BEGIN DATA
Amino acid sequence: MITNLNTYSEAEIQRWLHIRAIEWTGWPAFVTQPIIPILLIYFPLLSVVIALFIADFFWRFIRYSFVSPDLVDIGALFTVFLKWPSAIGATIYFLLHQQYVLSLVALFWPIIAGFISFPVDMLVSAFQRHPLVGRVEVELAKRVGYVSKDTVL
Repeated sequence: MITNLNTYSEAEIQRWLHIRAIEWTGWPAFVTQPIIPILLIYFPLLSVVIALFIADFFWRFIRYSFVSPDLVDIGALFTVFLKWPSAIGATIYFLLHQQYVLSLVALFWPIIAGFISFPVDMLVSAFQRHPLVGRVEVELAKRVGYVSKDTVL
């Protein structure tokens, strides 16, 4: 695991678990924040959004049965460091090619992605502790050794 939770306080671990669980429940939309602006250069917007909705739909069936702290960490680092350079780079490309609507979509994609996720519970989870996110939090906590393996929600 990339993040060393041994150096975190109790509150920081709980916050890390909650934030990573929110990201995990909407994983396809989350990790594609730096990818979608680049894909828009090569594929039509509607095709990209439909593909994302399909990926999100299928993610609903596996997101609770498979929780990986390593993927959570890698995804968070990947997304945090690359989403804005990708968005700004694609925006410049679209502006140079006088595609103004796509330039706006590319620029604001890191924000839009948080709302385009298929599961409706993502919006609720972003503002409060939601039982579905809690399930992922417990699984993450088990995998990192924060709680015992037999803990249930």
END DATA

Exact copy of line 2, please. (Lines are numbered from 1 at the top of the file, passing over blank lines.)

Repeated sequence: MITNLNTYSEAEIQRWLHIRAIEWTGWPAFVTQPIIPILLIYFPLLSVVIALFIADFFWRFIRYSFVSPDLVDIGALFTVFLKWPSAIGATIYFLLHQQYVLSLVALFWPIIAGFISFPVDMLVSAFQRHPLVGRVEVELAKRVGYVSKDTVL